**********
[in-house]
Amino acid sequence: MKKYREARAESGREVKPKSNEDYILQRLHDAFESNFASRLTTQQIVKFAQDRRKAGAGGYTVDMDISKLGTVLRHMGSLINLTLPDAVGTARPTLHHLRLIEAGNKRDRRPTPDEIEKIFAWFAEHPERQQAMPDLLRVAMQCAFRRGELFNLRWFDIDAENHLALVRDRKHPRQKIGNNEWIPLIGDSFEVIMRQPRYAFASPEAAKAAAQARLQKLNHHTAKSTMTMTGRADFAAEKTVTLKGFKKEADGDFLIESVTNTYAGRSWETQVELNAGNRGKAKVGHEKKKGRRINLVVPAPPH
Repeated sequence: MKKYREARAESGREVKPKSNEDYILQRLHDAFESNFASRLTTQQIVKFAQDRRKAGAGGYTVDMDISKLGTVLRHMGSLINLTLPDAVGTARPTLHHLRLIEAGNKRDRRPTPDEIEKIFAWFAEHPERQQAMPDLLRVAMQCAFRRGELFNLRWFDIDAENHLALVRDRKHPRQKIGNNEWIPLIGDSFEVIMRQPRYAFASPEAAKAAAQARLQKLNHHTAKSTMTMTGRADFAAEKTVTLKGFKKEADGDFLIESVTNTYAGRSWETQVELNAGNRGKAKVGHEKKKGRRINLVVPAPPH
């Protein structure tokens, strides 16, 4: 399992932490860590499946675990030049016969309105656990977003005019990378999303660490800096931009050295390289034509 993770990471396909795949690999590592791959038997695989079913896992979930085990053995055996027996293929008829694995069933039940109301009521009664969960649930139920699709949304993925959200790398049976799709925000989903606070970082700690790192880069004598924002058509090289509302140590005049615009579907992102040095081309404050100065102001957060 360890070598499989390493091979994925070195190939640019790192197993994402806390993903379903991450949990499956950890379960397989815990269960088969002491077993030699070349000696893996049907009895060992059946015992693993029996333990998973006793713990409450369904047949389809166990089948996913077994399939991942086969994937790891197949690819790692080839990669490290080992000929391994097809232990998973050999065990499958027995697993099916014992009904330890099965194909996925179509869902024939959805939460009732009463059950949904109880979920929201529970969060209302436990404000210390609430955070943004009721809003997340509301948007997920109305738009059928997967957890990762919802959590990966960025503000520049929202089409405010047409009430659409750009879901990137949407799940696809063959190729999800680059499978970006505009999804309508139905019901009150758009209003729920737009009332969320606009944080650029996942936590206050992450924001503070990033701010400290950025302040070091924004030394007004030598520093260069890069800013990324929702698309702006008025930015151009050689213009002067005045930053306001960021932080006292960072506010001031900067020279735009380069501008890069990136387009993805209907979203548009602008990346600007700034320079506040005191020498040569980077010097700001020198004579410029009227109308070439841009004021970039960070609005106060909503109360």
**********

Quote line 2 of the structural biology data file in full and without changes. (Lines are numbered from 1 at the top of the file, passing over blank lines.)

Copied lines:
Amino acid sequence: MKKYREARAESGREVKPKSNEDYILQRLHDAFESNFASRLTTQQIVKFAQDRRKAGAGGYTVDMDISKLGTVLRHMGSLINLTLPDAVGTARPTLHHLRLIEAGNKRDRRPTPDEIEKIFAWFAEHPERQQAMPDLLRVAMQCAFRRGELFNLRWFDIDAENHLALVRDRKHPRQKIGNNEWIPLIGDSFEVIMRQPRYAFASPEAAKAAAQARLQKLNHHTAKSTMTMTGRADFAAEKTVTLKGFKKEADGDFLIESVTNTYAGRSWETQVELNAGNRGKAKVGHEKKKGRRINLVVPAPPH